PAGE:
Now that the Miami Heat have knotted things up against the San Antonio Spurs at one apiece, the 2014 NBA Finals are anyone's series heading into Game 3.
Following a memorable, AC-lacking Game 1, the stars were the story as Miami tied it up.
LeBron James didn't just play cramp-free basketball, but he took matters into his own hands to dominate the Spurs, pouring in 35 points. Chris Bosh hit a huge three down the stretch, roaring with pride as the Heat pulled away. Tony Parker led San Antonio with 21 and weathered an elbow to the gut, while Tim Duncan slammed back second chances like a much younger man.
These guys always produce a given game's most thrilling highlights. When the best players take over, LeBron and the Heat grab the edge and pull away.
Another such performance in Game 3 would be very compelling, but the Spurs and their deep bench overwhelming Miami would be just as beautiful to watch.
|2014 NBA Finals Schedule|
|Date||Matchup||Start Time (ET)||Channel|
|Tuesday, June 10||Game 3: Spurs at Heat||9 p.m.||ABC|
|Thursday, June 12||Game 4: Spurs at Heat||9 p.m.||ABC|
|Sunday, June 15||Game 5: Heat at Spurs||8 p.m.||ABC|
|Tuesday, June 17||Game 6: Spurs at Heat*||9 p.m.||ABC|
|Friday, June 20||Game 7: Heat at Spurs*||9 p.m.||ABC|
|Source: NBA.com *If necessary|
Game 3 Odds (via Odds Shark): San Antonio Spurs at Miami Heat (-3.5)
Looking at the stat lines of big names gives you some idea of how Game 2 went, but the supporting casts are the clear X-factor in this NBA Finals; their performances are indicative of how the series will proceed from here, and why the odds favor Miami in Game 3.
As San Antonio now goes on the road, the role players especially have to make plays like they did in Game 1 for the Spurs to keep winning.
Kawhi Leonard, Danny Green and Tiago Splitter combined for 36 points in Game 1; that number dropped to 20 in the Heat victory. To make matters worse, Leonard struggled even more with foul trouble in Game 2, as San Antonio's best LeBron stopper fouled out and watched from the sideline as the Heat pulled away.
The Spurs still have the best second-unit player in Manu Ginobili and a nifty point forward in Boris Diaw, but their impact diminishes if Miami's supporters show up.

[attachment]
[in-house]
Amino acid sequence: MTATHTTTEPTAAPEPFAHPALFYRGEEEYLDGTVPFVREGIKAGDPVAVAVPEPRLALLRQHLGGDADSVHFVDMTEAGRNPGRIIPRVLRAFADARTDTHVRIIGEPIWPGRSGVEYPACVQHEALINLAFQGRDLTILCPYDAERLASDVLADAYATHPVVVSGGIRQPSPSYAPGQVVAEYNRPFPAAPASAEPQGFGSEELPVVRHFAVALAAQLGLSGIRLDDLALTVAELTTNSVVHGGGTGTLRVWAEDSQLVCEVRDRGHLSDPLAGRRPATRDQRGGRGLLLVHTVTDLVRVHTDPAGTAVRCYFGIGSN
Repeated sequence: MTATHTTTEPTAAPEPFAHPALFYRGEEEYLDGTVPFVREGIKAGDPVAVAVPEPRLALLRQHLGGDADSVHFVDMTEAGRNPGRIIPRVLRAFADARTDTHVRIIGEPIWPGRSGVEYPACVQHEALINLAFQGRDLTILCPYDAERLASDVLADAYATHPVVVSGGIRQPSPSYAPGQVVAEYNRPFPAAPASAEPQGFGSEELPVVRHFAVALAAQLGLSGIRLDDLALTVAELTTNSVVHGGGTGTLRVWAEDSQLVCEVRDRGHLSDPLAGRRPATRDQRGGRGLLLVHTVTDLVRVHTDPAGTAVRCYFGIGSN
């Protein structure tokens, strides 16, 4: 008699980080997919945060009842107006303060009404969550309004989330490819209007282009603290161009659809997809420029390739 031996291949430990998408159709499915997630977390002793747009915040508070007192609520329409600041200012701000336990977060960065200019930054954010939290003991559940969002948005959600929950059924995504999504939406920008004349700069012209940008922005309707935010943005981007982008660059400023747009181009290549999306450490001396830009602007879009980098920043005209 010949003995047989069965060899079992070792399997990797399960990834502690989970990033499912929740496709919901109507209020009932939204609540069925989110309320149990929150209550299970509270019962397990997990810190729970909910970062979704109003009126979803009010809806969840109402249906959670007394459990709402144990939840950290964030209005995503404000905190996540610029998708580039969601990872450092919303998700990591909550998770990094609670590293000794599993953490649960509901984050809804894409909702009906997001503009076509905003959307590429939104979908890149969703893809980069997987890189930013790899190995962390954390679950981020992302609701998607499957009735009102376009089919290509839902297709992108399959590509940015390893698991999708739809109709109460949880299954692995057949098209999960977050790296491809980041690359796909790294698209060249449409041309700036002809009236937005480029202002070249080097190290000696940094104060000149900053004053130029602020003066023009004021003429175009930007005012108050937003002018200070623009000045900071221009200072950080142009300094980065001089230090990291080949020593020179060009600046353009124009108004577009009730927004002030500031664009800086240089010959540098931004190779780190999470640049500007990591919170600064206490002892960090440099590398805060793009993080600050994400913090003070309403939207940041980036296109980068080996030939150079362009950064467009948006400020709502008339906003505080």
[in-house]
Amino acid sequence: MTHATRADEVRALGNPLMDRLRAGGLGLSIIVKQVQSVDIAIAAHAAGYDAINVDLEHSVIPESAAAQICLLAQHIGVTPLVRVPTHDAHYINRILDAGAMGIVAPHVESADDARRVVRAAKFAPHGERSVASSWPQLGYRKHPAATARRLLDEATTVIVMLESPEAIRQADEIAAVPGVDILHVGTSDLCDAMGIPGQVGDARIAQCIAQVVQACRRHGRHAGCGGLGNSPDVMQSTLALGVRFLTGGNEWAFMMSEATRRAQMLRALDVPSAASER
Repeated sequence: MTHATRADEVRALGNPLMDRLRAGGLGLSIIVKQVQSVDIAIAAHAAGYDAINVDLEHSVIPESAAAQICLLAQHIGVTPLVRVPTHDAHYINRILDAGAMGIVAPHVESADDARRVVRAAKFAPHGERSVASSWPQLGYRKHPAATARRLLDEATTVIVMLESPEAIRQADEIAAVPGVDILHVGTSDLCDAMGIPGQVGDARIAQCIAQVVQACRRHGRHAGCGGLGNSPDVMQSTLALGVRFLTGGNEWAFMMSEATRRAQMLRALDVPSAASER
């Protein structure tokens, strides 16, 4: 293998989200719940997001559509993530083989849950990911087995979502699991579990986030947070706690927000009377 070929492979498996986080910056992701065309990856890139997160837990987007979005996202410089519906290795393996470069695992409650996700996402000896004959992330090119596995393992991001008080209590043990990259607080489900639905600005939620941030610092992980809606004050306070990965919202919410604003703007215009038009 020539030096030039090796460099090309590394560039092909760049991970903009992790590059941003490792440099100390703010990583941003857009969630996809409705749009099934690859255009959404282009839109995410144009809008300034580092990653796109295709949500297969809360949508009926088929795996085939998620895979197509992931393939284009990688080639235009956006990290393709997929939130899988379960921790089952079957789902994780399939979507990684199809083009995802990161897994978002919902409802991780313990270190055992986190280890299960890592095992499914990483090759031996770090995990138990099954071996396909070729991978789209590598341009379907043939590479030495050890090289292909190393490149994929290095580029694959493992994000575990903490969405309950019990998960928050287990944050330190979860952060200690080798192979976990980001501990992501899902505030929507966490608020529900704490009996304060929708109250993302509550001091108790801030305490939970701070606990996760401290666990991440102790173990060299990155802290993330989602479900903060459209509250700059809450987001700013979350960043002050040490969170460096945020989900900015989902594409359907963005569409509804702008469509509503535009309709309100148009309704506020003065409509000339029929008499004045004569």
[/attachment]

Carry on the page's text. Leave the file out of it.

Miami needed every one of Rashard Lewis' 14 Game-2 points, knocking down three shots from beyond the arc and serving as a true floor-stretching threat from the power forward position. The Heat haven't had reliable production this season from that spot, which creates room for James and Dwyane Wade to get looks inside.
When guys like Lewis and Ray Allen can use their shooting to turn this into a star-centric matchup, the Heat become so much more dangerous. Even as LeBron took matters more into his own hands in Game 2, the presence of sharpshooters on the outside prevents the Spurs D from fully collapsing on him.
Depth is San Antonio's edge, so if Miami bridges the gap in that category, the series becomes an uphill battle.
As the series moves to Miami, where the Heat have yet to lose this postseason, the Spurs need every advantage they can get. Counterintuitively, that could mean working even more through their biggest star.
The Heat can limit Parker by shifting James onto him, but they really have no good answer for Duncan. Fronting him won't solve everything—not with Duncan so adept at positioning himself, and Parker and Ginobili so talented at throwing entry passes. Once Duncan gets the ball on the block with only one man between him and the basket, he just has his way with the Heat defense.
Those inside feeds, along with Diaw's and Splitter's paint dishing, will always make San Antonio dangerous, but it's going to take a second game for the Spurs to solve both Miami's offense and its home-court advantage.
That's why Vegas gives the Heat the slight edge, one they fought hard to earn as they pulled the NBA Finals even again.
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